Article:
Screenshot 2016-01-15 23.22.37Screenshot 2016-01-15 23.23.03Screenshot 2016-01-15 23.23.52

My Way Home ended the trilogy with the same brilliance. Bill Douglas makes me want to make my own shots longer and stiller. He strengthens my resolve, my dedication to stasis and the cut. Bill Douglas is a revelation.

Umbrellas of Cherbourg was romantic in all the best sorts of ways.

I began the Apu Trilogy in 2014 but finished it with Aparajito and The World of Apu:

Aparajito. As with Pather Panchali there was much to admire, but it took its time to grab me before coalescing at the end. I liked that the train continued its function as an important motif, and that the emotional payoffs come from small gestures, usually revolving around objects. In PP, After his sister dies Apu finds a necklace that she had denied stealing years ago, and immediately runs out to throw it in the lake before anyone saw. Aparajito never quite reaches this high, but comes close. Apu pretends to miss the train after it’s clear that his mother is unhappy with him leaving so soon. And the subtle prompt of a matchbox towards the end of the film, casting our memory back to the matchbox Apu borrows for his mother shortly before his father died. We see Apu looking at it, and the return to his sick mother, who is hoping for him to return. This symbolic jolt puts us in mind that he may return too despite his words, but he doesn’t.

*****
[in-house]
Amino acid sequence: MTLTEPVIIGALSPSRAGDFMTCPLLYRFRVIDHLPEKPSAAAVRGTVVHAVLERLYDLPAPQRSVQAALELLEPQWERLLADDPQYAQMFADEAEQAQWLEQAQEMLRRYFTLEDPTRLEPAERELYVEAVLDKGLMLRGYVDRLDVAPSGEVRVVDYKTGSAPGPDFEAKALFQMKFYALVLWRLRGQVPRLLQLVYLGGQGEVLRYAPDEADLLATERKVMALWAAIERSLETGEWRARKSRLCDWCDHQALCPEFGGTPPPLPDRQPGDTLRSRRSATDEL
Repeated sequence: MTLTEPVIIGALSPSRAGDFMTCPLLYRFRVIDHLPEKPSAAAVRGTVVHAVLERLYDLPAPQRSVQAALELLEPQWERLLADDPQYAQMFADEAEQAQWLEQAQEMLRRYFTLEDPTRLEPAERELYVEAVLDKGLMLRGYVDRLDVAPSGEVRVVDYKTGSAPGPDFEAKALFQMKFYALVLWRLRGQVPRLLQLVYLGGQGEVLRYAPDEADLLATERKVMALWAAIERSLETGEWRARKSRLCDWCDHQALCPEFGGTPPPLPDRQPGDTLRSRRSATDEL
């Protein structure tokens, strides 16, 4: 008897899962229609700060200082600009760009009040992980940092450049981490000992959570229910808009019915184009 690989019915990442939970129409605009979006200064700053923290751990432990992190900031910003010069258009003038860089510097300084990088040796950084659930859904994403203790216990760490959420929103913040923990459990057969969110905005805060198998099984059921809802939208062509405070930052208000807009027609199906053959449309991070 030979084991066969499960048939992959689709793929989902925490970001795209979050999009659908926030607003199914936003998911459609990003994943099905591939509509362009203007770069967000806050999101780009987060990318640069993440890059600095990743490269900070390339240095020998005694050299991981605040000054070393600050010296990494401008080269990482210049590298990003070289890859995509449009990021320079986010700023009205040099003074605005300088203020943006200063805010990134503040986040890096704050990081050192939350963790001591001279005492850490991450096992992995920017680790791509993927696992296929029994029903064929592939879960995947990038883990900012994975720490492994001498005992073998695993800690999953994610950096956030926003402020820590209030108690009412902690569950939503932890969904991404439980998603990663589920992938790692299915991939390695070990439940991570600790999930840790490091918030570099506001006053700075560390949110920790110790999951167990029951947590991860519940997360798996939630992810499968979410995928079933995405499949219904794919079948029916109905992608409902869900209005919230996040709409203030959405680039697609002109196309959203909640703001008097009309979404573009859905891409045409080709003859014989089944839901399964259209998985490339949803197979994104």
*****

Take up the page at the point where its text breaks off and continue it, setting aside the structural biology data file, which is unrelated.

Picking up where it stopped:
The World of Apu: His wife, her calm, serene manor. The way they walk around on the balcony and the way they wait for the train to go past. That train, a symbol of hope and joy in the first two films, now seems angry, ugly, piercing.

The beautiful minimalist music of Gion Bayashi, soft cymbal and drums (which Under The Skin evokes). If I have to use music at all, I would want to do it like this. It’s also to do with the subtlety of the music – it’s quiet and spacious, almost as if it could be coming from outside. But it does become a little too sentimental and conventional with the strings towards the end. Not to forget the gorgeous cinematography. A lovely low-contrast feel, the print is severely scratched but still looks beautiful (Masters of Cinema are good at that). I bought this double-film disk for Sansho the Bailiff, which I loved the first time round, but now found a little mawkish. I fell in love with Gion Bayashi instead.

“I wanna see people putting secret things in fucking cars…” I like Richard Linklater but Slacker exceeded all my expectations. Jenny and I watched this on my birthday eve and we both agreed it is his best film, better even than Dazed and Confused and the Before films. The dreamlike quality of it (evident again later in Waking Life) is almost hypnotic, constantly engaging without the need for a narrative through-line. It’s also consistently funny and bizarre. In one scene a character posits a theory about how The Smurfs is propaganda to prepare children for the coming of Krishna. The strength of the film is that despite its highly surreal nature, it really captures something about life in every scene.


To be followed, at some point, by February, and the other months.